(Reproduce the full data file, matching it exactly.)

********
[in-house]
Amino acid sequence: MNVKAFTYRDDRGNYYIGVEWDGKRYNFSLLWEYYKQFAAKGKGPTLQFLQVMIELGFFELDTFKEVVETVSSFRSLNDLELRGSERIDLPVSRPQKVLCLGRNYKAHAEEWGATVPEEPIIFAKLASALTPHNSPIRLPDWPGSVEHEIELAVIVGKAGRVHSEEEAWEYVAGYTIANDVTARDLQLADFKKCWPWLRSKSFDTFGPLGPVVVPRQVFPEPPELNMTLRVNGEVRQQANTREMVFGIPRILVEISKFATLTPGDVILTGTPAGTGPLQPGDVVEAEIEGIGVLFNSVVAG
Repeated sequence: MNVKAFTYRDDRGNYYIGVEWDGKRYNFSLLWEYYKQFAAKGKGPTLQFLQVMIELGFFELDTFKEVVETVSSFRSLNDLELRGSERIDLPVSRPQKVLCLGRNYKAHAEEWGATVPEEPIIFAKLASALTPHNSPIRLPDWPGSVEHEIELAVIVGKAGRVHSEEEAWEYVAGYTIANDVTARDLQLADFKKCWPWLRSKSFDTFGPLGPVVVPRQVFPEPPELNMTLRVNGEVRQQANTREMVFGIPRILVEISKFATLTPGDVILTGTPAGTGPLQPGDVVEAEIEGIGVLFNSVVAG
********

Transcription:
[in-house]
Amino acid sequence: MNVKAFTYRDDRGNYYIGVEWDGKRYNFSLLWEYYKQFAAKGKGPTLQFLQVMIELGFFELDTFKEVVETVSSFRSLNDLELRGSERIDLPVSRPQKVLCLGRNYKAHAEEWGATVPEEPIIFAKLASALTPHNSPIRLPDWPGSVEHEIELAVIVGKAGRVHSEEEAWEYVAGYTIANDVTARDLQLADFKKCWPWLRSKSFDTFGPLGPVVVPRQVFPEPPELNMTLRVNGEVRQQANTREMVFGIPRILVEISKFATLTPGDVILTGTPAGTGPLQPGDVVEAEIEGIGVLFNSVVAG
Repeated sequence: MNVKAFTYRDDRGNYYIGVEWDGKRYNFSLLWEYYKQFAAKGKGPTLQFLQVMIELGFFELDTFKEVVETVSSFRSLNDLELRGSERIDLPVSRPQKVLCLGRNYKAHAEEWGATVPEEPIIFAKLASALTPHNSPIRLPDWPGSVEHEIELAVIVGKAGRVHSEEEAWEYVAGYTIANDVTARDLQLADFKKCWPWLRSKSFDTFGPLGPVVVPRQVFPEPPELNMTLRVNGEVRQQANTREMVFGIPRILVEISKFATLTPGDVILTGTPAGTGPLQPGDVVEAEIEGIGVLFNSVVAG